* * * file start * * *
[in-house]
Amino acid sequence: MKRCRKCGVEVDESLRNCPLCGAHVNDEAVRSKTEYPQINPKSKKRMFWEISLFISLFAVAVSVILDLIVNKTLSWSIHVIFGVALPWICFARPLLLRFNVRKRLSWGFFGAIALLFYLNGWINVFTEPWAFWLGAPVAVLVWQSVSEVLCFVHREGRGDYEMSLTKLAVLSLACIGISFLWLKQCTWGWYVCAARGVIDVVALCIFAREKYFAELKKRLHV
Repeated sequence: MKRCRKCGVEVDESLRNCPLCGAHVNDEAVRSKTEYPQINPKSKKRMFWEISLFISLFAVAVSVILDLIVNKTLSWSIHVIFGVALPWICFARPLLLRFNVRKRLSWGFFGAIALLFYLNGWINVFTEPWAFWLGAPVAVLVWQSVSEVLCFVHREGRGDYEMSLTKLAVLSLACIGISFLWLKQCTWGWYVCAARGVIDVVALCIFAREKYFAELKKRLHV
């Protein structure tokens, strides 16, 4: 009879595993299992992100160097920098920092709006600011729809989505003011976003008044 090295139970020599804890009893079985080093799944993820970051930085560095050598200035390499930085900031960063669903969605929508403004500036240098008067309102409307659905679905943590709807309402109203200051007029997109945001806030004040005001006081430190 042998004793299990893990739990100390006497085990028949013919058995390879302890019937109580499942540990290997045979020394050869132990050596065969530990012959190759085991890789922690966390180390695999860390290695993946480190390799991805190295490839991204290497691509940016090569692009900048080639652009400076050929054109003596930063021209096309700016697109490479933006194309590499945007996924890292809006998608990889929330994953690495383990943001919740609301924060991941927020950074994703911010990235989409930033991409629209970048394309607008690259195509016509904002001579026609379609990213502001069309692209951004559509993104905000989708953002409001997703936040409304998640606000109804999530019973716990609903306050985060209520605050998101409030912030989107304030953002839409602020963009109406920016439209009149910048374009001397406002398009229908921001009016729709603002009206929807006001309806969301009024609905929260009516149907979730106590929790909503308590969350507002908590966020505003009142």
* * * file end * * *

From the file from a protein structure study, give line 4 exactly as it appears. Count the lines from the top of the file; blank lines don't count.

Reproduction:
């Protein structure tokens, strides 16, 4: 009879595993299992992100160097920098920092709006600011729809989505003011976003008044 090295139970020599804890009893079985080093799944993820970051930085560095050598200035390499930085900031960063669903969605929508403004500036240098008067309102409307659905679905943590709807309402109203200051007029997109945001806030004040005001006081430190 042998004793299990893990739990100390006497085990028949013919058995390879302890019937109580499942540990290997045979020394050869132990050596065969530990012959190759085991890789922690966390180390695999860390290695993946480190390799991805190295490839991204290497691509940016090569692009900048080639652009400076050929054109003596930063021209096309700016697109490479933006194309590499945007996924890292809006998608990889929330994953690495383990943001919740609301924060991941927020950074994703911010990235989409930033991409629209970048394309607008690259195509016509904002001579026609379609990213502001069309692209951004559509993104905000989708953002409001997703936040409304998640606000109804999530019973716990609903306050985060209520605050998101409030912030989107304030953002839409602020963009109406920016439209009149910048374009001397406002398009229908921001009016729709603002009206929807006001309806969301009024609905929260009516149907979730106590929790909503308590969350507002908590966020505003009142």